Here's the concluding bit from my own remarks (Download Housing Allowance - FedSoc Teleforum 2018-01-12 (delivered), which argued that the housing-allowance exclusion is quite defensible as constitutional but faces risks on appeal:
Ultimately, the result in this matter depends on the court’s attitude toward provisions that specifically accommodate religion. The exclusion will be upheld if the court takes a deferential approach and allows the government leeway as long as it’s reasonably promoting valid church-state concerns like denominational equality and nonentanglement in religious questions, and is not directly imposing a significant burden on anyone else. I believe that is the correct approach—the most consistent with the text, tradition, and precedents—especially with respect to treatment of ministers. But there are certainly judges who view it as presumptively unfair to exempt religion when arguably comparable nonreligious activities are not exempt, and they are likely to view the justifications for doing so here as insufficient.
Our religious liberty clinic at St. Thomas defended the provision at length in an amicus brief in a 2014 appeal, where the Seventh Circuit dismissed the challenge to the provision for lack of standing.
For St. Augustine, the City of God on pilgrimage in this world is the only common good united to the highest good, and the Catholic Church gives us the “true attachment” (vera religio) to it. So it is only in communion with the Catholic Church that individuals, communities, peoples, cities, nations, can be properly “attached.” However, Augustine’s integralism also provides a realistic measure for the Catholic to judge regimes as more or less ideal, on a scale. In Augustine’s “alternative” definition of a republic, he argues that Catholics can and will need to use the relative peace of cities whose orders will be judged better or worse according to their “common objects of love.” That is, in non-ideal regimes, Augustine encourages the integralist to help move his neighbours from low to high, from loving vice to loving virtue, from self-centred order to God-centered order. . . .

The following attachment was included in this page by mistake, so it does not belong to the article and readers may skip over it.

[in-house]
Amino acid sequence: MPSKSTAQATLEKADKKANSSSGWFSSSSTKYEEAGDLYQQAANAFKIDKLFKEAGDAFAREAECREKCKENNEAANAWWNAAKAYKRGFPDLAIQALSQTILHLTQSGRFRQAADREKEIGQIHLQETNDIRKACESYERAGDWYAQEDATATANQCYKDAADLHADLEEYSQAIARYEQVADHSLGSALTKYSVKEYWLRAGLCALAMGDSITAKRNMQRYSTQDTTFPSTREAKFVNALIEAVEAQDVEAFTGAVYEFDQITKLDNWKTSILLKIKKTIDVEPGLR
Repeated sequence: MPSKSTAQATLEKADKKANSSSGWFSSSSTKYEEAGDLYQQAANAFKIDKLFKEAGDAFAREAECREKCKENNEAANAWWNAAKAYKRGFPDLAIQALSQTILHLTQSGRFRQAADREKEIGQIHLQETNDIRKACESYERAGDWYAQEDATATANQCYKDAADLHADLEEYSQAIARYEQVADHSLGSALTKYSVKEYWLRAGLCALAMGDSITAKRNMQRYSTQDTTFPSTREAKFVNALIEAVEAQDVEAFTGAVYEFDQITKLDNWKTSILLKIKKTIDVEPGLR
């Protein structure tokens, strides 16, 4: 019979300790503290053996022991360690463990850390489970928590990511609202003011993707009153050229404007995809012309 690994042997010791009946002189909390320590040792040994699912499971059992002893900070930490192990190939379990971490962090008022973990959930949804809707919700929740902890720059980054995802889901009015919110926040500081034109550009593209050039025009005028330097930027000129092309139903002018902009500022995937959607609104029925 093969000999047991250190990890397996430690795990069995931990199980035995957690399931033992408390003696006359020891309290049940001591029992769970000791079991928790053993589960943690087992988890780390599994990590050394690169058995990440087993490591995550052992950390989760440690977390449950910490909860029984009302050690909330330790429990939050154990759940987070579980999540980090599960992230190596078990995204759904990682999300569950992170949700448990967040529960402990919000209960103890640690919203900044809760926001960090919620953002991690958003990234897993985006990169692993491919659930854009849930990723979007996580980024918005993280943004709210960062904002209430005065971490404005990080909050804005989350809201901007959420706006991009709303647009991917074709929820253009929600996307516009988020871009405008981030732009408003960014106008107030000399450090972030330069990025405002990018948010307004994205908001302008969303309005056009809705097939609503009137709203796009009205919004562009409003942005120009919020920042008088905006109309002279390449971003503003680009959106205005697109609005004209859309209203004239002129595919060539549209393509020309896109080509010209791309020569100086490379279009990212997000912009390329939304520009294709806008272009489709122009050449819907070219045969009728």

I'm (still) sympathetic to the view that American-style constitutional democracy - correctly understood and practiced -- is ("relative[ly]" speaking) a more-ideal non-ideal regime. But, of course . . . I could be wrong!